School in Finland: travel notes

Helsinki - Finland
Helsinki - Finland

Edoardo Montenegro shares his impressions back from Helsinki, where we completed xEdu’s acceleration program.

In June, the first phase of Betwyll’s journey with xEdu, the leading European accelerator for EdTech startups, ended. All the training sessions, the workshops, the trade fairs, the meetings with schools, libraries, publishers and public bodies were also an important occasion to get a better understanding of Finland and its education system.

It is a fascinating journey, which I can only summarize here and that the most curious amongst you might delve into, not only by visiting Helsinki and Finland, but also though the great book by Kirsti Lonka, Phenomenal Learning from Finland (Edita, 2019). What I am writing here is nothing but a travel journal full of personal opinions, subject to the limitations of generalization.

The standing of teachers

What surprised me the most is the professional and social consideration teachers enjoy, being their job – in fact – the most coveted in the country. This results in a high level of freedom and discretion in teaching. Teachers are not questioned by society, they are its reference point.

This element is maybe even more important than the not irrelevant yet probably consequent fact that Finnish teachers are very well paid and, therefore, also have the economic resources to do their job in the best way possible, in a context that is however competitive and marked by very high result expectations.

An additional aspect, which seems key, is their double specialization: Finnish teachers are not only the mere guardians of a specific subject, but also have a wide pedagogical background, i.e. besides knowing their own subject, they are used to reason and reflect on how they students learn it and, when dealing with a new EdTech solution, for instance, they wish to understand its pedagogical features first.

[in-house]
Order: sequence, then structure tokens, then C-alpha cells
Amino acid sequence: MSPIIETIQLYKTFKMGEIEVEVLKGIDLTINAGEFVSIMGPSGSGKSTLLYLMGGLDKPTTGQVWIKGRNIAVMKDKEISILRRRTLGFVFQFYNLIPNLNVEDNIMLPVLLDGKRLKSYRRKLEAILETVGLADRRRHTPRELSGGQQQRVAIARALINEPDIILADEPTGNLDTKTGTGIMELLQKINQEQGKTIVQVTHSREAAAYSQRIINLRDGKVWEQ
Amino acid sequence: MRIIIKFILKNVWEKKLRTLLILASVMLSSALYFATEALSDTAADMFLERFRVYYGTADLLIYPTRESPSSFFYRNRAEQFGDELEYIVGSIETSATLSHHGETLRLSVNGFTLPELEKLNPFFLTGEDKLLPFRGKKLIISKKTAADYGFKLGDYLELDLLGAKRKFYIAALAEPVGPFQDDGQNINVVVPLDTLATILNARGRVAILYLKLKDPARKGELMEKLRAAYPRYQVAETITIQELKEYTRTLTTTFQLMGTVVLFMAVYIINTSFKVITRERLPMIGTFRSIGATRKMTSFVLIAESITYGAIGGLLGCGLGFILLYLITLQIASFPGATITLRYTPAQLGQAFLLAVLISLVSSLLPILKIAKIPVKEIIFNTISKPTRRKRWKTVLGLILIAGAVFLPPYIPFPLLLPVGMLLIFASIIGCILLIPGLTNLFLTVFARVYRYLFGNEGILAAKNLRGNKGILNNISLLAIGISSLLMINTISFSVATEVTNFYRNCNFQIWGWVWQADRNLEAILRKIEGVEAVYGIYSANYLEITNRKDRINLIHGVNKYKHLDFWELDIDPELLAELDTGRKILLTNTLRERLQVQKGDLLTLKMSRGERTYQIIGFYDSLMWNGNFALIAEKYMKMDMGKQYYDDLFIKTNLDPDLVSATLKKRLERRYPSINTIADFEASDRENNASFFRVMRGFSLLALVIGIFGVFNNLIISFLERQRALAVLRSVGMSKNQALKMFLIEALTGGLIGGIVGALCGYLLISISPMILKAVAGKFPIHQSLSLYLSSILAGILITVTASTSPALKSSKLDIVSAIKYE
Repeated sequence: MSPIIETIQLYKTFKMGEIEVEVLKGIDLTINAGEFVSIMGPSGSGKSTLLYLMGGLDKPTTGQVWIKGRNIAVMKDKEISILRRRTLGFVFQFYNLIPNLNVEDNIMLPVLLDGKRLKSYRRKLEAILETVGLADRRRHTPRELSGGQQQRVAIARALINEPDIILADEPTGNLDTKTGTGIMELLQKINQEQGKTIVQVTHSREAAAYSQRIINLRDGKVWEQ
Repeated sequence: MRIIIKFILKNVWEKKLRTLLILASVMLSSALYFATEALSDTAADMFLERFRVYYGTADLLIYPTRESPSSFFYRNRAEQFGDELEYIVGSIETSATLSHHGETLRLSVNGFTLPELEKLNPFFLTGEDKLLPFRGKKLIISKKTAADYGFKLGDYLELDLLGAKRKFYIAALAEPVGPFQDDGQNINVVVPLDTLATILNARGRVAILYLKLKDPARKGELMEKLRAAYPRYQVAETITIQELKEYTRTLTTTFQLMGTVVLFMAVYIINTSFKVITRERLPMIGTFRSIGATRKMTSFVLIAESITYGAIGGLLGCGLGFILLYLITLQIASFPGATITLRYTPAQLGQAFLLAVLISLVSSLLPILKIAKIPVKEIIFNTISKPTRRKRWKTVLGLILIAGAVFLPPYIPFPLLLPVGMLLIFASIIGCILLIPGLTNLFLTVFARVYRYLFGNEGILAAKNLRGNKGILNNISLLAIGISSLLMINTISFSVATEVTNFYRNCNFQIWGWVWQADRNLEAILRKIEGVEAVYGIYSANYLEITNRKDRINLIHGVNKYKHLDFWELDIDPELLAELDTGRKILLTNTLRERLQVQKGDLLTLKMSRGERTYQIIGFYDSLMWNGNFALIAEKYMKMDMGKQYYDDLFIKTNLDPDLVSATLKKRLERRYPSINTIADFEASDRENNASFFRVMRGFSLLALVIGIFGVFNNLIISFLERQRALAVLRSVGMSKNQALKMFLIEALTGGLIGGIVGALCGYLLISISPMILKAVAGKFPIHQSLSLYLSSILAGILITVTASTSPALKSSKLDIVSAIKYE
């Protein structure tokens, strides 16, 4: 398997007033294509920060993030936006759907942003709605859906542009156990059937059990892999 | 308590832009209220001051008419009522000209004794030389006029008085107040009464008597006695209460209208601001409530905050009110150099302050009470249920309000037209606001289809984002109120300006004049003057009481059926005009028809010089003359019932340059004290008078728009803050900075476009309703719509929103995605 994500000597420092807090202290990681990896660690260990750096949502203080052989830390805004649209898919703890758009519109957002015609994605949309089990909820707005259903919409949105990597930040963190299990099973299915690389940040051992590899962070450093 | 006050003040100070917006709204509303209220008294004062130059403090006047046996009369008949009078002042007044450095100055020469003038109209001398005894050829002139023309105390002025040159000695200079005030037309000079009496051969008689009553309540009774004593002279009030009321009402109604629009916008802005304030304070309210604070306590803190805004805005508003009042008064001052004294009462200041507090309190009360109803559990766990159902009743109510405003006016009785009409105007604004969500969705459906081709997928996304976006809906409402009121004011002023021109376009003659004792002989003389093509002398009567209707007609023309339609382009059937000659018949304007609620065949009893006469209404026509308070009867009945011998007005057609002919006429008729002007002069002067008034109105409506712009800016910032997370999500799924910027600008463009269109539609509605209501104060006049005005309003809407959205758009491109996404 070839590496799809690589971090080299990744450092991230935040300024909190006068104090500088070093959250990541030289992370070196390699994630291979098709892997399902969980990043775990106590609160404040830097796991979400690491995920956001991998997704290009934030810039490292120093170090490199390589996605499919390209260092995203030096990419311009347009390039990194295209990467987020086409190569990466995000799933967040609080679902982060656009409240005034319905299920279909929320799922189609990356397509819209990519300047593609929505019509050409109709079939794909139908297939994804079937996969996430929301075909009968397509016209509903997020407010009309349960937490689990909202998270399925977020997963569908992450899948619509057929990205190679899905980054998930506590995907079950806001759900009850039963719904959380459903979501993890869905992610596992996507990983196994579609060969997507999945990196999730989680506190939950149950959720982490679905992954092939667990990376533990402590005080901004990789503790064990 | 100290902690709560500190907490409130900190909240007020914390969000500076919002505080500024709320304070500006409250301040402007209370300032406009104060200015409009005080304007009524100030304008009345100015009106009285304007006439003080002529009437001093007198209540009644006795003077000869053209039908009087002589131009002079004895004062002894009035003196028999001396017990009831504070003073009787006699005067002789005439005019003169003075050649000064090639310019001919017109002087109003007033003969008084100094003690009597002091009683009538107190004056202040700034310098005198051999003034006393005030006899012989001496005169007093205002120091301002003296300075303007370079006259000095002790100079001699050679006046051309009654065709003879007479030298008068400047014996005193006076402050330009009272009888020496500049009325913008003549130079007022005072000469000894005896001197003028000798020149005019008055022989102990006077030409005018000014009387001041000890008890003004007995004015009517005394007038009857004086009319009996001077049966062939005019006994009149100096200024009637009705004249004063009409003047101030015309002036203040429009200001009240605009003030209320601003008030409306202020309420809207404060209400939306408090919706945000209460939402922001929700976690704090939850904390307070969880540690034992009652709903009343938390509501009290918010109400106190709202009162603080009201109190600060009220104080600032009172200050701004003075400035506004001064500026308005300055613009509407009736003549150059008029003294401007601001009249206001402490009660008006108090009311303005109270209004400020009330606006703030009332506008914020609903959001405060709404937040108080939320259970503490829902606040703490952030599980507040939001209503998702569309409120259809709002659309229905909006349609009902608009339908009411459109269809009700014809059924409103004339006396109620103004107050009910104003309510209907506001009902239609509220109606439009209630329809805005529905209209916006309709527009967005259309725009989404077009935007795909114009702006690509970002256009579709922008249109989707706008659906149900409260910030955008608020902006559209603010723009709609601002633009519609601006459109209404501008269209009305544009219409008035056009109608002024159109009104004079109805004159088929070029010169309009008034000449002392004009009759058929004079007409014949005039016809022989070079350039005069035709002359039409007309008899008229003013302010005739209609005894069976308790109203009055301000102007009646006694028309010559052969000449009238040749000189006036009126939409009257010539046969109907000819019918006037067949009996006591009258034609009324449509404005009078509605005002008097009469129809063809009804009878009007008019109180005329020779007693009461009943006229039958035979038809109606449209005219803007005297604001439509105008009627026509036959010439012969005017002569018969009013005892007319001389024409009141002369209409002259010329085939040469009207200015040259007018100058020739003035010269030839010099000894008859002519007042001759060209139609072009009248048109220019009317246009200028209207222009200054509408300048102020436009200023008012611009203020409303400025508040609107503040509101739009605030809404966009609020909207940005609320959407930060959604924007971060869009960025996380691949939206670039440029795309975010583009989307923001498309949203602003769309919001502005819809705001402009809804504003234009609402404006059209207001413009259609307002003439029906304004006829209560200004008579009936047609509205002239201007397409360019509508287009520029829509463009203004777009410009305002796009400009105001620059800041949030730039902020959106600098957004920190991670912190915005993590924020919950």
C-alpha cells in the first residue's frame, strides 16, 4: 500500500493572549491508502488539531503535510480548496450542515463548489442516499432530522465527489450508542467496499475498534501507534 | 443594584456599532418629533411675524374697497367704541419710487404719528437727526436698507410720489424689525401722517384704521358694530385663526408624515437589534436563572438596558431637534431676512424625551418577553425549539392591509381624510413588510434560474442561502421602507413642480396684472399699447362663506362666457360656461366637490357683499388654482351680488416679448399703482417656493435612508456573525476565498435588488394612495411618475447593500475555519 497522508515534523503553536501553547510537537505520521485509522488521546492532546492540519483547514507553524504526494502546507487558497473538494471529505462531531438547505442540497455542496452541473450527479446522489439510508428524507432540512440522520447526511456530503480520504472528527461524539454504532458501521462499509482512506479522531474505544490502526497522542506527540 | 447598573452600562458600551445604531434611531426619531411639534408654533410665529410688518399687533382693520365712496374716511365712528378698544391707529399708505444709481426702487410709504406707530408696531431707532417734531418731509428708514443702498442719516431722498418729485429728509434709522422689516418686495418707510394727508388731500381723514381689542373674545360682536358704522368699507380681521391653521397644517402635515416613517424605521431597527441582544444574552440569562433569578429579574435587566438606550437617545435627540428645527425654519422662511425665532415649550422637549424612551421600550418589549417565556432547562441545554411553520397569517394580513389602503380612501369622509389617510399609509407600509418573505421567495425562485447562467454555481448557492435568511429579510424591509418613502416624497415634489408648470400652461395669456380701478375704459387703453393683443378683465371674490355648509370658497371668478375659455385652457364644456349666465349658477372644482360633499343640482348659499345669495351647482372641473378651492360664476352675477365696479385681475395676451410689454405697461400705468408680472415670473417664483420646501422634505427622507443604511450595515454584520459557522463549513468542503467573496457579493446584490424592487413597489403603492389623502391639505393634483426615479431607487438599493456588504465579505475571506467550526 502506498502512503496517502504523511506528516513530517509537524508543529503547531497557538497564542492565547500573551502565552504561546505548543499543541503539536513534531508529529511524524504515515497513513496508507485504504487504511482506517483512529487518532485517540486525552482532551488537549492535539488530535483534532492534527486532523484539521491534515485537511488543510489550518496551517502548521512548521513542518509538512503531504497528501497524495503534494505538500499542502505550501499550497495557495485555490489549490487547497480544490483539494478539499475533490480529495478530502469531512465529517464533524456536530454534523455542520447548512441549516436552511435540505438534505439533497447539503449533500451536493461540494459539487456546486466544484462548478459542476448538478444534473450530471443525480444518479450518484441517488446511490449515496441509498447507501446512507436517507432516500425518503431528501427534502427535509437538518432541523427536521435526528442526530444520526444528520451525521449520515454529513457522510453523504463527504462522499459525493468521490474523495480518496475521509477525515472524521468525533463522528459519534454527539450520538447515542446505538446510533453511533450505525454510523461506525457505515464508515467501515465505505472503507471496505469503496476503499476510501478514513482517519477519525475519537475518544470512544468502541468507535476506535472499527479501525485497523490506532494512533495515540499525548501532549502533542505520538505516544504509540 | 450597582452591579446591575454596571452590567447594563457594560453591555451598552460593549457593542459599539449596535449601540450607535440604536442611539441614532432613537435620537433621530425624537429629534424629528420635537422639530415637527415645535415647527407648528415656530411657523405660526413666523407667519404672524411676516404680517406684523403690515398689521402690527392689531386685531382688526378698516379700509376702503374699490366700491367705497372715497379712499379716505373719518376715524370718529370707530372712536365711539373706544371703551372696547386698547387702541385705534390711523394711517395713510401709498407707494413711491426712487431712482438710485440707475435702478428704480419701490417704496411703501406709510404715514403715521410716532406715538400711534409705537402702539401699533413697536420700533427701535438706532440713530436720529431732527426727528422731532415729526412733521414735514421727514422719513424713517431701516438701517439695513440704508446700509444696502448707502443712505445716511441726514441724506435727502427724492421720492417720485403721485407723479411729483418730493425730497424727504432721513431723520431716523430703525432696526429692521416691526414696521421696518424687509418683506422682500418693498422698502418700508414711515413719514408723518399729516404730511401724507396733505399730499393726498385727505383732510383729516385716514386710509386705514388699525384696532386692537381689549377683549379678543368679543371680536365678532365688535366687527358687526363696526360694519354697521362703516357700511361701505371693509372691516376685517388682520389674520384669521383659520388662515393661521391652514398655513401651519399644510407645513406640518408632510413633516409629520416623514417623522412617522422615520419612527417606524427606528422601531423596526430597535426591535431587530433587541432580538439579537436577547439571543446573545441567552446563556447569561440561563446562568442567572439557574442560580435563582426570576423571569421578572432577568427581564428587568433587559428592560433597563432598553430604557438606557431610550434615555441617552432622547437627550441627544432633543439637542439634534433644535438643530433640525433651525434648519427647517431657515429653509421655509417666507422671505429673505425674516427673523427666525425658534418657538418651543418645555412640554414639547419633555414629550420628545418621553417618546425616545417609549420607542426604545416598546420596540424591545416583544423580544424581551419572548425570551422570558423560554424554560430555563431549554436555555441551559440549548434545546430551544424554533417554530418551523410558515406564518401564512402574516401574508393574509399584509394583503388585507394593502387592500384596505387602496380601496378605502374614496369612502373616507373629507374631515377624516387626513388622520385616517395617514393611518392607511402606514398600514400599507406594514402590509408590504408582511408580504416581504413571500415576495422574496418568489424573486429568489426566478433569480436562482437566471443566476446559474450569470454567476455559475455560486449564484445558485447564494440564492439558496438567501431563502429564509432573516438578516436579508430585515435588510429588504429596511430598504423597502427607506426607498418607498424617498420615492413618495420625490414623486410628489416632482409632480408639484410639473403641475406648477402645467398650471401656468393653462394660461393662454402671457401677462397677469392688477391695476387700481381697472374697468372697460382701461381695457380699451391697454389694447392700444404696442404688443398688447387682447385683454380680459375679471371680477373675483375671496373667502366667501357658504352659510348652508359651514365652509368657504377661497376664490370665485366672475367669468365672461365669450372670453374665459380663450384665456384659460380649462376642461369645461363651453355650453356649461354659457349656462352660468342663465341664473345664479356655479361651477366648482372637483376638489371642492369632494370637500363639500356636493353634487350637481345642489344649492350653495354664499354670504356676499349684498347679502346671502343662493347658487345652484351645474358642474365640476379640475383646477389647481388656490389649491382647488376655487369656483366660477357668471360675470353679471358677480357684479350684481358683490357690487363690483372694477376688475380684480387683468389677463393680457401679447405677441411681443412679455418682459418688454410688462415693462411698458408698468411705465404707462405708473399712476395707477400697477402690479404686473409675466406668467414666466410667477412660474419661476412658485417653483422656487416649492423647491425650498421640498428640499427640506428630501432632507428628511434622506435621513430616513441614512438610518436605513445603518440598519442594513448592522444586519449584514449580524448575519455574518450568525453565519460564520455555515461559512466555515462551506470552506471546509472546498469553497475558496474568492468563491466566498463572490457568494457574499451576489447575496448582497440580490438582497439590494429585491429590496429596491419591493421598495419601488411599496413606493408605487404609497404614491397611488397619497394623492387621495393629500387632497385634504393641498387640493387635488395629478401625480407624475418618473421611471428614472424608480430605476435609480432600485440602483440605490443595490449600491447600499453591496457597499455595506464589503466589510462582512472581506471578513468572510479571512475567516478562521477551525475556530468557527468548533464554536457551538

The schools: multilingual, inclusive, inspiring

As to schools, the prevalence of public schools over private schools – the City of Helsinki, for example, has 100 public schools and 30 private ones – is accompanied by a high level of differentiation between one school and the other, within the common framework defined by the national curricula. In addition to this, the effect of the fact that the official languages spoken in Finland are three – Finnish (or Suomi), Swedish and Sami; whereas in some schools – since primary school – various subjects are often integrally taught in English.

Students start school at the age of 7 and compulsory education lasts for 9 years, from 7-8 to 15-16. In this time span, all students learn the same subjects, in the name of equality and social inclusion. A further relevant aspect is that, in the Finnish education system, marks and exams play a secondary role, and in some cases are not used at all. The principle – if I got it right – is that the education context is considered more important than marks: not only the flipped classroom model is adopted – based on which the students discuss with the teacher what they have already started to examine earlier at home – but the main goal is to overcome the traditional concept of lecture, where the teacher explains and the students memorize, in favor of a model where school’s main goal is to create an environment that continuously encourages curiosity, creativity and active learning in students.

Diversity as an asset

This has important consequences also on inclusion. In Finland, the key concept from this point of view is “special learning needs”. When a student shows a special learning need – i.e. because they may suffer from dyslexia or have trouble in learning a subject – a group of teachers with specific skills activate so the student has the necessary support without feeling labelled as different for that. On the contrary, we could say that getting kids and students accustomed to the concept of diversity – whether cultural, religious, ethnic or sexual – is one of the main concerns of school, which thus cultivates a society where what is different is not simply accepted, but seen as an essential and natural asset.

Once back to Italy, I couldn’t help making a consideration that risks to sound rhetorical, but that I need to express. Through our social reading exercises, first on Twitter and then on Betwyll, we met hundreds of Italian teachers who are passionate, skilled and enthusiastic about the possibility of making school a better place. After this journey, I then wondered: what would they be able to do if even a small part of the resources and methodologies available to their Finnish colleagues were also available to them?

A further element that surprised me in Finnish schools is their approach to technology. But I’ll write about this, along with the EdTech startup ecosystem, in one of my next posts.


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